Global Glance: White House open to striking health provision from tax bill; Marvell Technology buying Cavium for $6B

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Here are today’s top business headlines from across the nation and world:

White House open to striking health provision from tax bill

WASHINGTON (AP) — The White House says it’s willing to strike a health-care provision from Senate legislation to cut taxes and overhaul the tax code if the provision becomes an impediment to passing one of President Donald Trump’s top legislative priorities. The provision would repeal a requirement that everyone in the U.S. have health insurance or pay a fine, but has emerged as a major sticking point for Republican Sen. Susan Collins of Maine, whose vote the White House needs. Collins said Sunday that the issue should be dealt with separately. Read more

Marvell Technology buying chip maker Cavium in $6B deal

SANTA CLARA, Calif. (AP) — Marvell Technology is buying fellow chip maker Cavium in a cash-and-stock deal valued at approximately $6 billion. The deal announced Monday could create a rival to Intel and other major computer chip producers. Cavium shareholders will receive $40 per share and 2.1757 Marvell common shares for each Cavium share they own. Cavium Inc. stockholders are expected to own about 25 percent of the combined company. Read more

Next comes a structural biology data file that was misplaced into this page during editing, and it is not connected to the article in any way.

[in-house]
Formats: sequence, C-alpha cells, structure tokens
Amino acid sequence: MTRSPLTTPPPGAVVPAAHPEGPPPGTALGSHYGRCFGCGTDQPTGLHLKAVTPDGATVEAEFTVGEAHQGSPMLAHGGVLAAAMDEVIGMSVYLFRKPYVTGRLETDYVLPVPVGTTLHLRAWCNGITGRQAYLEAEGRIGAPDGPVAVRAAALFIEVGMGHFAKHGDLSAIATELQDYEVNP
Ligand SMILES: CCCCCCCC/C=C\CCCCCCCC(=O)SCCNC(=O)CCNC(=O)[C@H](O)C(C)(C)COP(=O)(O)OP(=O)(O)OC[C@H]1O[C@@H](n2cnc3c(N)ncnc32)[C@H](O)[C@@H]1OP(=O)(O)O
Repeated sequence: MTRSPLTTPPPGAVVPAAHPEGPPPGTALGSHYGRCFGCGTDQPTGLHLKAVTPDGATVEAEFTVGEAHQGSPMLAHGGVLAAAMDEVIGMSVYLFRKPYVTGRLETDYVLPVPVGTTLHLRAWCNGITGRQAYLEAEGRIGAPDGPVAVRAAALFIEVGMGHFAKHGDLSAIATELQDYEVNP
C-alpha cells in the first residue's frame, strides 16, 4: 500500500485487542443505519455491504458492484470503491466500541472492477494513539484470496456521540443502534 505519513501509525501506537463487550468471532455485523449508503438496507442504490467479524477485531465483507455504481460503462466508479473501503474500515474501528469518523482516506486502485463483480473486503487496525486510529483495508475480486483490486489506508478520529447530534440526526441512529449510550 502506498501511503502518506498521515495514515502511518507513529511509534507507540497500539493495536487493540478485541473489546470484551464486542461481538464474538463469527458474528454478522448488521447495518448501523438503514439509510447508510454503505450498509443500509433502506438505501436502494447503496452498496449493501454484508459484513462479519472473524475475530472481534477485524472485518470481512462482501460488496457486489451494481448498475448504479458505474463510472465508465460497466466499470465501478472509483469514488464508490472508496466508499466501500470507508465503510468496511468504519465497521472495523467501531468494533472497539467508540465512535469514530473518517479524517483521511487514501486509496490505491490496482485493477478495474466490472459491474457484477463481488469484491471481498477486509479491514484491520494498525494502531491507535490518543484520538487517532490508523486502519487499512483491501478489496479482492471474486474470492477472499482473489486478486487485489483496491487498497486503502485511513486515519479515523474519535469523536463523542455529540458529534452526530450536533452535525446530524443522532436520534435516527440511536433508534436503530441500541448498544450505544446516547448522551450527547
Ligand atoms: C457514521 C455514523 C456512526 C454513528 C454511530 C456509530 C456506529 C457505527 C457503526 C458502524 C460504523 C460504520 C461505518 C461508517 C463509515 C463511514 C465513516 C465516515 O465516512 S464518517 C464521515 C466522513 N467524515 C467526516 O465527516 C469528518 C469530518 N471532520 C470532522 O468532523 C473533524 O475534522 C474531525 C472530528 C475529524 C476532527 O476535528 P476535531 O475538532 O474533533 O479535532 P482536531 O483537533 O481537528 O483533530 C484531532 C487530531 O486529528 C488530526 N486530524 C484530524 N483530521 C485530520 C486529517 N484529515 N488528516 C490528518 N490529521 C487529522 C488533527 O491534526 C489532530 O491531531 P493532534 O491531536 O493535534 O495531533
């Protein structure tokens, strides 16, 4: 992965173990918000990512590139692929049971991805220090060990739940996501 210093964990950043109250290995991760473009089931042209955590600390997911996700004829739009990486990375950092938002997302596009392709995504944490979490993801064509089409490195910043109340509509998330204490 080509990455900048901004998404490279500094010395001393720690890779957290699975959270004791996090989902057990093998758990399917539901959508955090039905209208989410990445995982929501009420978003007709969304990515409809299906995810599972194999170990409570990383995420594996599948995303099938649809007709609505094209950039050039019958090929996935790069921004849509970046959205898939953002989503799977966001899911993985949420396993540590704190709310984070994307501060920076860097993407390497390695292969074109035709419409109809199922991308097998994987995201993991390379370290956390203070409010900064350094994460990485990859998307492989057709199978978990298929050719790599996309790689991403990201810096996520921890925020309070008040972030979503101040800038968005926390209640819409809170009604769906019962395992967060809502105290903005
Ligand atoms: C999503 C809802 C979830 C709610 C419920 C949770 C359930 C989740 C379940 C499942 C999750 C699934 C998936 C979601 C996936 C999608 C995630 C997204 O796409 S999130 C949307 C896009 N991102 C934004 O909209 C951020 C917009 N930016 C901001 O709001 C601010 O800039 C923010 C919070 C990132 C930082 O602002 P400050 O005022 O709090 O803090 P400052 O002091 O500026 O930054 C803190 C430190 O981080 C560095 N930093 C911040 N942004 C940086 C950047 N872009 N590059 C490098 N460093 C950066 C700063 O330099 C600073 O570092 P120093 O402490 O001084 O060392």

China’s deep ties to Zimbabwe could grow after Mugabe era

HONG KONG (AP) — Under Robert Mugabe’s decades-long rule over Zimbabwe, China grew into one of the African nation’s biggest investors, trading partners and diplomatic allies. Now, as Zimbabwe appears on the verge of its first transition of power since independence, Beijing is poised to be among the biggest winners. Read more

Keystone XL pipeline faces last major regulatory hurdle

LINCOLN, Neb. (AP) — A Nebraska regulator is set to decide whether to approve the proposed route of the long-delayed Keystone XL oil pipeline through the state. The decision Monday could have a big impact on whether TransCanada Corp. decides to proceed with construction of the project, which was first proposed in 2008 but repeatedly delayed. The five-member Nebraska Public Service Commission vote is the last major regulatory hurdle for Keystone XL, which was approved earlier this year by President Donald Trump in a reversal of the Obama administration’s rejection in 2015. Read more

Report shows Takata recall still moving slowly

DETROIT (AP) — A new report on recalls of potentially deadly Takata air bag inflators shows that automakers have replaced only 43 percent of the faulty parts even though recalls have been under way for more than 15 years. The report, issued Friday by an independent monitor who is keeping tabs on the recalls, also shows that auto companies are only about halfway toward a Dec. 31 goal of 100 percent replacement of older and more dangerous inflators. Normally automakers fix 75 percent of vehicles within 18 months after the recall is announced. Read more

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